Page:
The official lottery was once a common way for states to raise money for everything from schools to bridges and even civil defense. But despite their ubiquity, state lotteries are not without controversy. Some critics question the ethics of government-sanctioned gambling, while others worry that states may not be getting the best bang for their buck. Those who argue against the practice of lotteries also often point out that, if it is not done properly, it can also lead to problems like addiction and criminal activity.
In his book, Cohen looks at the origins of lotteries and their modern incarnation in America. He argues that the rise of the modern lottery coincided with a crisis in state funding. In the nineteen-sixties, with populations swelling and inflation rising, it became increasingly difficult for states to balance their budgets without raising taxes or cutting services. This prompted some of them to turn to the lottery to raise needed cash.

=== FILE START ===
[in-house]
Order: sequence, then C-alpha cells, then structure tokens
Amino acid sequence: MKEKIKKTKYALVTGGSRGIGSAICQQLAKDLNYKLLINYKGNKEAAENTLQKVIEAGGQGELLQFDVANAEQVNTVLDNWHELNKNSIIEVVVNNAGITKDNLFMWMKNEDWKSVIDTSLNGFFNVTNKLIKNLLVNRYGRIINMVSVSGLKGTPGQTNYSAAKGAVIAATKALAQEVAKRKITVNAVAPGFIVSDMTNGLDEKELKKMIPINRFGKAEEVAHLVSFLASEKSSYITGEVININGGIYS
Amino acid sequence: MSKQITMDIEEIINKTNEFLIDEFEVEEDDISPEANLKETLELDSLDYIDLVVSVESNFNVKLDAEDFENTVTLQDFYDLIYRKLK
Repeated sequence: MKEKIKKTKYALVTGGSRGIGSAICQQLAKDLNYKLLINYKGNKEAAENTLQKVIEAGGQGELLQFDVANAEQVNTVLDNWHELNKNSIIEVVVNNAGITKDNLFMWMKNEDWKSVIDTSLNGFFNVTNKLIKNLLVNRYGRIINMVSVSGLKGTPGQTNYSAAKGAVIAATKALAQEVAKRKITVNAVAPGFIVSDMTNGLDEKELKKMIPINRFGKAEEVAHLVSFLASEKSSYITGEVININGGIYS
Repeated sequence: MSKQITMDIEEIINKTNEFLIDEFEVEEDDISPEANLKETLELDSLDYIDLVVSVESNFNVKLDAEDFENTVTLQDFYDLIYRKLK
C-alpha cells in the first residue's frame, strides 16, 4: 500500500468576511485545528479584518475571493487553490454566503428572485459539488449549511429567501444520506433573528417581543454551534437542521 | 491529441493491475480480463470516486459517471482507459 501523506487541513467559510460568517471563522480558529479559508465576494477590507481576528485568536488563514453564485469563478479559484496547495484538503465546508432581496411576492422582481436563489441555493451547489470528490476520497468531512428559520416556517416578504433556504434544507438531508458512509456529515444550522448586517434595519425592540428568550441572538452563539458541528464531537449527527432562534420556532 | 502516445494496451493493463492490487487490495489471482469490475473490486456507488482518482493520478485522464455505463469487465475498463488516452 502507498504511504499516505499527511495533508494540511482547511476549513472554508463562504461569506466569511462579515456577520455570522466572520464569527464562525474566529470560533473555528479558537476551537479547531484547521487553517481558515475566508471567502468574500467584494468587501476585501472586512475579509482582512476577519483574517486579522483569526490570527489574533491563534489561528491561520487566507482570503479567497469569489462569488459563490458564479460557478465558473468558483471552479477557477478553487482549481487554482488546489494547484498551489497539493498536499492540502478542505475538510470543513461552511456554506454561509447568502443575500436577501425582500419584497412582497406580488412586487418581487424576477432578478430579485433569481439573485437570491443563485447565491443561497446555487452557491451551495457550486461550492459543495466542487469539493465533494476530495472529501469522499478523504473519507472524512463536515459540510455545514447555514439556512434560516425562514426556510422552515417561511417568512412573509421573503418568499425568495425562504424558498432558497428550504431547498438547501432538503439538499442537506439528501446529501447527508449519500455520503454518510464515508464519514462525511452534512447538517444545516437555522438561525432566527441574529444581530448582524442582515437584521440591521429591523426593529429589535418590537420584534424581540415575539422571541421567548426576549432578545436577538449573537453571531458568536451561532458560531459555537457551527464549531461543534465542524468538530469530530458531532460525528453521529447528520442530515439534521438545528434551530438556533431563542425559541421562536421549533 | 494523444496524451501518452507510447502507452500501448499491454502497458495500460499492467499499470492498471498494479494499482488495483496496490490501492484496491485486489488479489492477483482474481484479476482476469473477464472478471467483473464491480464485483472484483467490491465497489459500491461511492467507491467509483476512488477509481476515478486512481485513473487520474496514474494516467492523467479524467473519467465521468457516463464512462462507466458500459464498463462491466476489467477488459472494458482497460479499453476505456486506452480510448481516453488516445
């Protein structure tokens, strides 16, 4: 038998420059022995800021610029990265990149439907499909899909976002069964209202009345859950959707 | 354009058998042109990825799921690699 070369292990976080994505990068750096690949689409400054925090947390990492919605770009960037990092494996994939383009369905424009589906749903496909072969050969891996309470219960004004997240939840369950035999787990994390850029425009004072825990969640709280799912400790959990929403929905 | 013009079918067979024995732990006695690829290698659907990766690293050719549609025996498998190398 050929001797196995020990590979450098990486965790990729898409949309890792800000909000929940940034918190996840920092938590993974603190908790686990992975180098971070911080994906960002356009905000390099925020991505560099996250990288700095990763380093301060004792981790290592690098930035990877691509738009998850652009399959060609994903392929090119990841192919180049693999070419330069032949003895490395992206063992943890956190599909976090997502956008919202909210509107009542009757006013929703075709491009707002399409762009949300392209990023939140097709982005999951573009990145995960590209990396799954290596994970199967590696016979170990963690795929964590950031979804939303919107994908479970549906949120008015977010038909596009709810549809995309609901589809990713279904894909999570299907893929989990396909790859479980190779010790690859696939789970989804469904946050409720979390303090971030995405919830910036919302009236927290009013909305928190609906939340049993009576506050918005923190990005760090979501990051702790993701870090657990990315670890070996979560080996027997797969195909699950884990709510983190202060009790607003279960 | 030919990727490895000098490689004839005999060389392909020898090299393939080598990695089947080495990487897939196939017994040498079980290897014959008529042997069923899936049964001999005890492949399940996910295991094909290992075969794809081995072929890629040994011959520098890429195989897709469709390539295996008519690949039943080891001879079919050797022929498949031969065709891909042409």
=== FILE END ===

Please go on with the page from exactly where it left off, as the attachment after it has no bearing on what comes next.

The New York lottery is a good example of this phenomenon. It was first launched in 1967, and its proceeds have since funded education across the state. In the past thirty years, it has raised billions of dollars. But its popularity hasn’t been without controversy: In the 1970s, officials used lottery funds to fund a political campaign. The scandal eventually forced the lottery to close. In the decades since, however, states have started to offer a wider array of games, from instant tickets to video lottery terminals.